Gaofen-12-02 | Long March 4C

Lift Off Time
March 30, 2021 – 22:45 UTC
March 31, 2021 – 06:45 BJT
Mission Name
Gaofen-12-02, a Chinese remote sensing satellite
Launch Provider
(What rocket company is launching it?)
China Aerospace Science Corporation (CASC)
(Who is paying for this?)
China National Space Administration as part of the China High-resolution Earth Observation System
Long March 4C
Launch Location
Site 9401, SLS-2, Jiuquan Satellite Launch Center, China
Payload mass
Likely around ~1,100 kg, but a maximum of 2,800 kg (6,100 lbs) based on orbital parameters
Where is the satellite going?
Unknown sun-synchronous orbit, likely ~400 km circular
Will they be attempting to recover the first stage?
No, this is not a capability of the CASC
Where will the first stage land?
It will crash on land in North-West China
Will they be attempting to recover the fairings?
No, this is not a capability of CASC
Are the fairings new?
This will be the:
– 33rd launch of a Long March 4C
– 8th Chinese launch of 2021
– 27th orbital launch attempt of 2021
Where to watch
In the unlikely event of a livestream it will be listed here

What’s all this mean?

The China Aerospace Science Corporation will launch an Earth observation satellite on their Long March 4C rocket. The Gaofen-12-02 mission will launch from the Jiuquan Satellite launch center, in China, to a Sun-synchronous low Earth orbit with an unknown altitude. This launch will mark the 28th launch of a Gaofen satellite.

Gaofen Satellites

The Gaofen constellation is a series of Chinese civilian Earth observation satellites. The constellation currently consists of 26 satellites, with the Gaofen 02C satellite failing to reach orbit in September of 2020. The Gaofen constellation will provide Chinese civilians with near real time observations for geographical mapping, resource surveying, environmental research, climate change monitoring, and several other observation activities.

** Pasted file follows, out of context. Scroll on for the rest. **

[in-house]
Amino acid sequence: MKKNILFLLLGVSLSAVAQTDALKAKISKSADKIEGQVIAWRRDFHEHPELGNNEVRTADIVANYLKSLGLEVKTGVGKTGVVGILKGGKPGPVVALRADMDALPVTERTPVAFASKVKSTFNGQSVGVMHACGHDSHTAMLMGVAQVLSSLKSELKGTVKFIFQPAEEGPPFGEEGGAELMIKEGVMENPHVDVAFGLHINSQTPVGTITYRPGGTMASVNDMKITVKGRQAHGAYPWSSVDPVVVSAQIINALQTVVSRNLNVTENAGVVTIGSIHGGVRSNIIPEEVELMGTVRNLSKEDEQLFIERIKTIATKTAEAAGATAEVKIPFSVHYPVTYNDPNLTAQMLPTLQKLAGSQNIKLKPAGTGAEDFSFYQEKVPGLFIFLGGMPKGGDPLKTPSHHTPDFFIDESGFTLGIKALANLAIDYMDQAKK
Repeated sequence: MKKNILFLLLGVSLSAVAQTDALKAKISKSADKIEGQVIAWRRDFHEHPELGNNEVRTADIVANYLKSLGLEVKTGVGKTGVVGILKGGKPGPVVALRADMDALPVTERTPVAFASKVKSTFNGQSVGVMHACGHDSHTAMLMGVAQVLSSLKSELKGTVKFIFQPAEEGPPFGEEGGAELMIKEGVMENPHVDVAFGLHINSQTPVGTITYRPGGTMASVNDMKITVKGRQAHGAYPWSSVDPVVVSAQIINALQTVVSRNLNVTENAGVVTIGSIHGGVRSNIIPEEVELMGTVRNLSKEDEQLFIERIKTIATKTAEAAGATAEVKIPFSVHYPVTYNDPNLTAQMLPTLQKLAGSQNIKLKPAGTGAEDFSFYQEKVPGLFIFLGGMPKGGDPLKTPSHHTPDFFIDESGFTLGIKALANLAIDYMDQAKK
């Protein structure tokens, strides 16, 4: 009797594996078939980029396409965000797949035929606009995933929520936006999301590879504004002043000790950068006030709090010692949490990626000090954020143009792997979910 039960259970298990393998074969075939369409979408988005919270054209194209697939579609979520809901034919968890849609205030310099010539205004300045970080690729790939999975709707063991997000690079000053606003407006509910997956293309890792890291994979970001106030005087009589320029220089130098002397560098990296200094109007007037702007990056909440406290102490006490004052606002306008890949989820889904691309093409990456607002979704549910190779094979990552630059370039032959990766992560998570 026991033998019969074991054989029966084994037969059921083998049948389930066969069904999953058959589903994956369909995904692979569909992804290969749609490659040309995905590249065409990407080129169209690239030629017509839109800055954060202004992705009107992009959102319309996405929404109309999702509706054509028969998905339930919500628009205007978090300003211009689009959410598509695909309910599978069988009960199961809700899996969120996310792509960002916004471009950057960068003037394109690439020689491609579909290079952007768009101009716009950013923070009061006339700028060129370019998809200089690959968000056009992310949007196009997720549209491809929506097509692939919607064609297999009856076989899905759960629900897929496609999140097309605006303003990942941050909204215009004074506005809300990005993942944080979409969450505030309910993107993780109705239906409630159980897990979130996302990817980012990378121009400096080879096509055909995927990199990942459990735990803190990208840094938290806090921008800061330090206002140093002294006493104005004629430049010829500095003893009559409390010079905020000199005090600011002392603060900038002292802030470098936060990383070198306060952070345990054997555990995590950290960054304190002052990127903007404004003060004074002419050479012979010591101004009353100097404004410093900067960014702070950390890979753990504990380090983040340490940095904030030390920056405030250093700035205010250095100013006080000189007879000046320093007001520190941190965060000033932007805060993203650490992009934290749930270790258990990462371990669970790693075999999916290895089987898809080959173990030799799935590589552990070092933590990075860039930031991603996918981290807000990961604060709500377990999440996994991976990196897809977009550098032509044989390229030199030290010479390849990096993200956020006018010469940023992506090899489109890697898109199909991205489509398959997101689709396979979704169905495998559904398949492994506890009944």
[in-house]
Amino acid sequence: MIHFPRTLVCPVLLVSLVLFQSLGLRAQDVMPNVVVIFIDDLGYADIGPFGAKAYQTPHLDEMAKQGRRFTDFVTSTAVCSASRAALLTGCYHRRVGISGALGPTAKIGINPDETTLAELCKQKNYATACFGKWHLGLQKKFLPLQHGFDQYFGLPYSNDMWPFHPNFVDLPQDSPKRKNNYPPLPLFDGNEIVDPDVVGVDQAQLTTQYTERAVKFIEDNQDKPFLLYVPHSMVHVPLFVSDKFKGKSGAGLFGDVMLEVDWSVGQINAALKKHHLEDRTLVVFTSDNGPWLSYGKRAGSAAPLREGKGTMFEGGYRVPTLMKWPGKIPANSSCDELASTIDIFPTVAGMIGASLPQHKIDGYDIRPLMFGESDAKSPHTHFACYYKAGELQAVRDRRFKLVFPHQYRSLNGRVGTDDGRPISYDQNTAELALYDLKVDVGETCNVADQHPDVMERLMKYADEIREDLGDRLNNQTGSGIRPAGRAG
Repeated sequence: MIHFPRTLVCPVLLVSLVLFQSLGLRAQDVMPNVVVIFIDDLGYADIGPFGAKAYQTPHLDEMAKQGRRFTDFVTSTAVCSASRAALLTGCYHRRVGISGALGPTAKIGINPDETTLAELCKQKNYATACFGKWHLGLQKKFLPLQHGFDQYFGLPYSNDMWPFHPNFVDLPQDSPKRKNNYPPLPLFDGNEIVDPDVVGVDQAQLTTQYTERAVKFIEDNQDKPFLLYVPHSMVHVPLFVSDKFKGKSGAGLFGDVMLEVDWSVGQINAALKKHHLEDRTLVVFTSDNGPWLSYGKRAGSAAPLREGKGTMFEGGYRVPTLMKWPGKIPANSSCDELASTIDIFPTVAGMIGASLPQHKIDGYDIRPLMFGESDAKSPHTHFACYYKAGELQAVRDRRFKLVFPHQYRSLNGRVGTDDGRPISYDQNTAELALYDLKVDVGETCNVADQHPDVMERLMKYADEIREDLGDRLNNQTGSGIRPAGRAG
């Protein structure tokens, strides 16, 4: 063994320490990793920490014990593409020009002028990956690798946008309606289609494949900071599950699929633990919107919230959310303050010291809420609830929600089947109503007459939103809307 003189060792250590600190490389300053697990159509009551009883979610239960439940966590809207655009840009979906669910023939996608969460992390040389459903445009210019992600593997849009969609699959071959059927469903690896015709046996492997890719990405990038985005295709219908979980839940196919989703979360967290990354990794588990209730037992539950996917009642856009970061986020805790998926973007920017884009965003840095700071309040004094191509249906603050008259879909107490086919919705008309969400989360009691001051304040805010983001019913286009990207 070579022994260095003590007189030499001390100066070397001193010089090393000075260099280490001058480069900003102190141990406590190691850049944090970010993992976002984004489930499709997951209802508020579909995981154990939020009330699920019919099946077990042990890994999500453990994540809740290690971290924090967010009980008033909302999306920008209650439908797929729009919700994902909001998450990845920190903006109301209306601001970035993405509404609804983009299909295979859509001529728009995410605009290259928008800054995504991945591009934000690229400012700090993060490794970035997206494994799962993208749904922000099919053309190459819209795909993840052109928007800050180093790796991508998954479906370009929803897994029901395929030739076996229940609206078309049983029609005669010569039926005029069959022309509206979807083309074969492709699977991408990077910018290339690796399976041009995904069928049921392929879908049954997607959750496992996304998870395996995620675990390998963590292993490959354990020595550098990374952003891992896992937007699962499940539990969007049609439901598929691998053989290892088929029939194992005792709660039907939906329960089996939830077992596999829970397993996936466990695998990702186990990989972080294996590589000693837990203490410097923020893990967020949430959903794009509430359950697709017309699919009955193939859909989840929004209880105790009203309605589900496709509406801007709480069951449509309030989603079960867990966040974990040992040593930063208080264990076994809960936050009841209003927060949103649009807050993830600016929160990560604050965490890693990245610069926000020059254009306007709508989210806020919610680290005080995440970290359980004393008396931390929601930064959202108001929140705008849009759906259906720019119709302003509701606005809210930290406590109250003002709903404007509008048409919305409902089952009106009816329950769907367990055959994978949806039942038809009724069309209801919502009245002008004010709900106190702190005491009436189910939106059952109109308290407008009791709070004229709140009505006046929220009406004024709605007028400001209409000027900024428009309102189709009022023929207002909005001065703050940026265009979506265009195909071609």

While not much is known about the Gaofen 12 satellites, a lot can be learned from the Gaofen 1 satellites, which are similar. Each satellite has a mass of roughly 1,100 kg (2,400 lbs) and is based on the CAST-2000 extended spacecraft bus. The Gaofen-12-02 satellite has a lifespan of roughly 5 to 8 years and contains two sets of cameras. The first set of high resolution cameras has a swath of roughly 69 km (43 miles) and the second set of wide field of view cameras has a swath of 830 km (516 miles).

The Gaofen-12-02 satellite is also equipped with a 3-axis stabilization which ensures that the satellites are always pointed towards the Earth. Due to this, an individual satellite is able to revisit every part of the Earth in under 4 days.

A Gaofen-1 satellite

Long March 4C

The Long March 4C is a 3 stage medium-lift launch vehicle derived from China’s Long March 4B vehicle. It is able to put up to 4,200 kg into low-Earth orbit, 2,600 kg into a Sun-synchronous orbit, and up to 1,500 kg into geostationary transfer obit (GTO).

Long March 4C launching a satellite
A Long March 4C rocket shortly after being released from the ground support equipment (GSE) (Credit: Xinhua)

First Stage

The first stage has 4 open cycle YF-21C engines. Each engine runs on dinitrogen tetroxide (N2O4) and unsymmetrical dimethylhydrazine (UDMH), producing 740 kN of thrust each, with a specific impulse (ISP) of 260 seconds. Overall, the first stage produces 2,960 kN of thrust and carries 182,000 kg of propellent. The first stage is 27.91 m tall, and 3.35 m in diameter.

Second Stage

The second stage runs on a single YF-24C engine, which contains 1 main YF-22C engine for thrust, and 4 YF-23C attitude control thrusters. The main engine produces 742 kN of thrust and the attitude control thrusters each produce 47 kN, and both run on N2O4 and UDMH. The main engine’s ISP is 300 seconds, and the attitude control thrusters have an ISP of 289 seconds. The second stage is 10.9 m tall, 3.35 m in diameter, and carries 52,700 kg of propellent.

Third Stage

The third stage has two open cycle YF-40A engines that also run on N2O4 and UDMH. Each engine produces just over 100 kN of thrust and has an ISP of 303 seconds. The third stage is 14.8 m tall and 2.9 m wide.

Leave a Reply

This site uses Akismet to reduce spam. Learn how your comment data is processed.

%d bloggers like this: